A potential mechanism for SlmA activation upon DNA binding

We previously observed that in the absence of DNA, high concentrations of SlmA were required to antagonize FtsZ assembly [25]. Since dimer formation also required high concentrations of SlmA, we proposed that dimerization was critical for SlmA activity and that DNA-binding activates SlmA, in part, by promoting dimerization [25]. One possible explanation for this observation was that the FtsZ-interaction site might be formed at the SlmA dimer interface. However, the region of SlmA identified as the FtsZ-interface in our mutational analysis is removed from the region of SlmA-SlmA contact in the structure. Thus, dimerization alone is unlikely to modulate the SlmA-FtsZ interation. A conformational change following SlmA dimerization may also be involved (Figure 9). Interestingly and in support of this hypothesis, the FtsZ-interface we identified maps to a region of the SlmA structure that corresponds to an area that has been shown to be conformationally flexible in other TetR family DNA-binding proteins (Figure 6).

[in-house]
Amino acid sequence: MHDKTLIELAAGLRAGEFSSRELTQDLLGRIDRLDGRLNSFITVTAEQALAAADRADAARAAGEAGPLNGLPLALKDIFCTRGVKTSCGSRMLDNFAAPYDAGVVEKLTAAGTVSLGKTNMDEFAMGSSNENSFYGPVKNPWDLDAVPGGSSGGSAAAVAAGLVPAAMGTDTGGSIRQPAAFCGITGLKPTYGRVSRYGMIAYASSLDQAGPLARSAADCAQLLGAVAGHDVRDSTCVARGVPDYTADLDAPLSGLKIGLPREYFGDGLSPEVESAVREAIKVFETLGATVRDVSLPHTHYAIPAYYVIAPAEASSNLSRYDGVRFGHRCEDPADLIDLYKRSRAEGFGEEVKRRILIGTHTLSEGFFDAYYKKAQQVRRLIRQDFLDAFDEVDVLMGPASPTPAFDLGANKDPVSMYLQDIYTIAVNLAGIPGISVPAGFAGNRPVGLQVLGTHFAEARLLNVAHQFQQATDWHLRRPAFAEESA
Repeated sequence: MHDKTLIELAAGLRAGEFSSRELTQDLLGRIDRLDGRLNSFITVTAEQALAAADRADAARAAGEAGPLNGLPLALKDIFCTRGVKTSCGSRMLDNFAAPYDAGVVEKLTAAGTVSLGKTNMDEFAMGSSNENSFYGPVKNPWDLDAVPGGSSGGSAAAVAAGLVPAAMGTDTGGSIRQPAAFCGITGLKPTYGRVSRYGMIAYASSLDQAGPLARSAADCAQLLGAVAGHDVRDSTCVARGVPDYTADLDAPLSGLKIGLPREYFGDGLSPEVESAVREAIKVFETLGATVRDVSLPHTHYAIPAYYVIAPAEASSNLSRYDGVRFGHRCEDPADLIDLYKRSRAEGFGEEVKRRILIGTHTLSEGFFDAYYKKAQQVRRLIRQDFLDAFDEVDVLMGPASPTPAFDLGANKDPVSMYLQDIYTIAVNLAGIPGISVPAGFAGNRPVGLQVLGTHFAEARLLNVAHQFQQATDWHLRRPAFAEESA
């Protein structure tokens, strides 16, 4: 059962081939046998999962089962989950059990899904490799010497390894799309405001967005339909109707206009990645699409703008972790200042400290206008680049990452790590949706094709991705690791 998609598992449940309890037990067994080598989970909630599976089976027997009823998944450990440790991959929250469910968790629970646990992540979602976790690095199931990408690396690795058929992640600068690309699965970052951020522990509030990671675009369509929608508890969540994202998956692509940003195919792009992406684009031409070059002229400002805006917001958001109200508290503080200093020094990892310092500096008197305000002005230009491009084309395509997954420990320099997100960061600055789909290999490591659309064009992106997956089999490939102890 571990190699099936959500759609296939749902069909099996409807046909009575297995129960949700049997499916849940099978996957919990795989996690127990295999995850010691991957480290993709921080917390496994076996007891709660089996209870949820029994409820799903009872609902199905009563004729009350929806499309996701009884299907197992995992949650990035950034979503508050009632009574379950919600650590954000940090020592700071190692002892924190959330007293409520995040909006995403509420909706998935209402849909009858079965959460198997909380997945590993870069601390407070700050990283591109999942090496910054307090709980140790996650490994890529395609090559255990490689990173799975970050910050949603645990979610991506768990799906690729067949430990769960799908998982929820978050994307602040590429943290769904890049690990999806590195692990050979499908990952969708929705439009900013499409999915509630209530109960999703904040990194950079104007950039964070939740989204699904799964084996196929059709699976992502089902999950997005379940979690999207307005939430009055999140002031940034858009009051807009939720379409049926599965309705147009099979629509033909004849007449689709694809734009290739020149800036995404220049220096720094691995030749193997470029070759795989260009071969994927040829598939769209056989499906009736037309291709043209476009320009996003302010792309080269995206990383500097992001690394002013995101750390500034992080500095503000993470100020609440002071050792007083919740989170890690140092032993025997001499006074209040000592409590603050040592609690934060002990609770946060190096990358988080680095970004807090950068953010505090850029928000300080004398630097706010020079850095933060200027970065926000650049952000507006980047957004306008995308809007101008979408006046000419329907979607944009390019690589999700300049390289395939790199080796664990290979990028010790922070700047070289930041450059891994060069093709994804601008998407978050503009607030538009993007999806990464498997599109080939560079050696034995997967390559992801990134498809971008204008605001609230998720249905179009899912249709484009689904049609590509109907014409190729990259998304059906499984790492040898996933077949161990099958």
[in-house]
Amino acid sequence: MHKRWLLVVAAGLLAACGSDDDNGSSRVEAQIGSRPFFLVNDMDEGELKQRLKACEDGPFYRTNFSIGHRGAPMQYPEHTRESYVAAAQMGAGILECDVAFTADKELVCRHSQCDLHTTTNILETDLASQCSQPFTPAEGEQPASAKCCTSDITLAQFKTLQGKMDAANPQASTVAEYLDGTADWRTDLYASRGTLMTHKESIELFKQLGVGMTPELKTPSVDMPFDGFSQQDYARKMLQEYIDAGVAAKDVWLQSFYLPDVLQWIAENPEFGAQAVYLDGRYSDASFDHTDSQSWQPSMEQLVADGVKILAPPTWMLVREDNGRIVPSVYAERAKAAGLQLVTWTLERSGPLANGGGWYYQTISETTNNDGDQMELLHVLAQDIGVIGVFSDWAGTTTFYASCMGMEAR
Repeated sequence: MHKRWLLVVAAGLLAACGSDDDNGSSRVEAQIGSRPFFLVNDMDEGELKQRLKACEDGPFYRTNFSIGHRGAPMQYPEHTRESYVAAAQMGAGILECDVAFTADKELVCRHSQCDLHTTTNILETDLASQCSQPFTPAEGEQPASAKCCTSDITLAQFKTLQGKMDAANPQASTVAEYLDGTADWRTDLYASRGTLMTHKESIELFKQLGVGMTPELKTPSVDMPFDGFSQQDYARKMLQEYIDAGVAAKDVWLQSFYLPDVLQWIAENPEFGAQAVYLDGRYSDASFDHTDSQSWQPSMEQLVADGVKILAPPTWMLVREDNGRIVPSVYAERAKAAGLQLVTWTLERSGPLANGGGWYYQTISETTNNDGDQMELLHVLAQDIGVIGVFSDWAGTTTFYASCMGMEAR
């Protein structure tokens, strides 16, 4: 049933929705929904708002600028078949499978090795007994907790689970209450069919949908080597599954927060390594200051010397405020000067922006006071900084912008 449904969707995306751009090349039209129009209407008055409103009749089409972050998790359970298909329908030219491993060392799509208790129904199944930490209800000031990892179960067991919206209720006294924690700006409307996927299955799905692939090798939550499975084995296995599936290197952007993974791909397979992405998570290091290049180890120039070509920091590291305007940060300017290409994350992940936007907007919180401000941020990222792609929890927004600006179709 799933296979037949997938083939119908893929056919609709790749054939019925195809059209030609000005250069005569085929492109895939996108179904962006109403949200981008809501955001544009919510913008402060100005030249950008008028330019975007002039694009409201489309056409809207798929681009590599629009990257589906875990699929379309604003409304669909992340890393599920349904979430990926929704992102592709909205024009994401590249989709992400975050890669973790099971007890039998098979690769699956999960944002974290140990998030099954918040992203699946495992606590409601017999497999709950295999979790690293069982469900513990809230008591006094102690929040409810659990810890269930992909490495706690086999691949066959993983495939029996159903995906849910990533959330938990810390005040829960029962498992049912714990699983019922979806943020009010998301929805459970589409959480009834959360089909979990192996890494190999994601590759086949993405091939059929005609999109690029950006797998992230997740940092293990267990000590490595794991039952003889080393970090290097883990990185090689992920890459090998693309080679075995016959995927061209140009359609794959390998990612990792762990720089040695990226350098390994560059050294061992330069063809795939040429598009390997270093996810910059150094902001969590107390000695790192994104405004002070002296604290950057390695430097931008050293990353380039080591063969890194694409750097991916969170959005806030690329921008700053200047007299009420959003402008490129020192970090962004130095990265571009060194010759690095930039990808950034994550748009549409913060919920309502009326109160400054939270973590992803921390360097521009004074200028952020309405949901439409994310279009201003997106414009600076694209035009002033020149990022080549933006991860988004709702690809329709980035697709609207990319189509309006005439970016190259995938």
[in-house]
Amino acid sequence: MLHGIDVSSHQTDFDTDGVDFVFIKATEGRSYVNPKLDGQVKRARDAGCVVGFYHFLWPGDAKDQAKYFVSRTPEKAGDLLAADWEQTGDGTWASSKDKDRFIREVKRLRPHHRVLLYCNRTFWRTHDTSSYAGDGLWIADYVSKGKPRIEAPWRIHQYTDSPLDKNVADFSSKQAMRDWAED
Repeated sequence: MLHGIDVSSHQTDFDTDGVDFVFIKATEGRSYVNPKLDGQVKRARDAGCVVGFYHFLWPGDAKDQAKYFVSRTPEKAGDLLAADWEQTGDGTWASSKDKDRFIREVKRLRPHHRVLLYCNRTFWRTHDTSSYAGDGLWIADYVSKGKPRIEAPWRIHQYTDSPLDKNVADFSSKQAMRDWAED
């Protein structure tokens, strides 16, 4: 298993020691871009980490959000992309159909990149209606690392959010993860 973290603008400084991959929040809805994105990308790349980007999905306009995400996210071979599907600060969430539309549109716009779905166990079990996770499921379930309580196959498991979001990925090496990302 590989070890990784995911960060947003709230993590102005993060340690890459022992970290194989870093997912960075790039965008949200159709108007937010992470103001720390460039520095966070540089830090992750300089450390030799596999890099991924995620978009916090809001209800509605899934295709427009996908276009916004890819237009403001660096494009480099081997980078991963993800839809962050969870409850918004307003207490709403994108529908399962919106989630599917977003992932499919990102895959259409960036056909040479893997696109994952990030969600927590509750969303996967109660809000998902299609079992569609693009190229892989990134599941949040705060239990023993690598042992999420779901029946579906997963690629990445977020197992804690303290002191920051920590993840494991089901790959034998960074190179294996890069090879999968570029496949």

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Figure 9. Model for SlmA activation.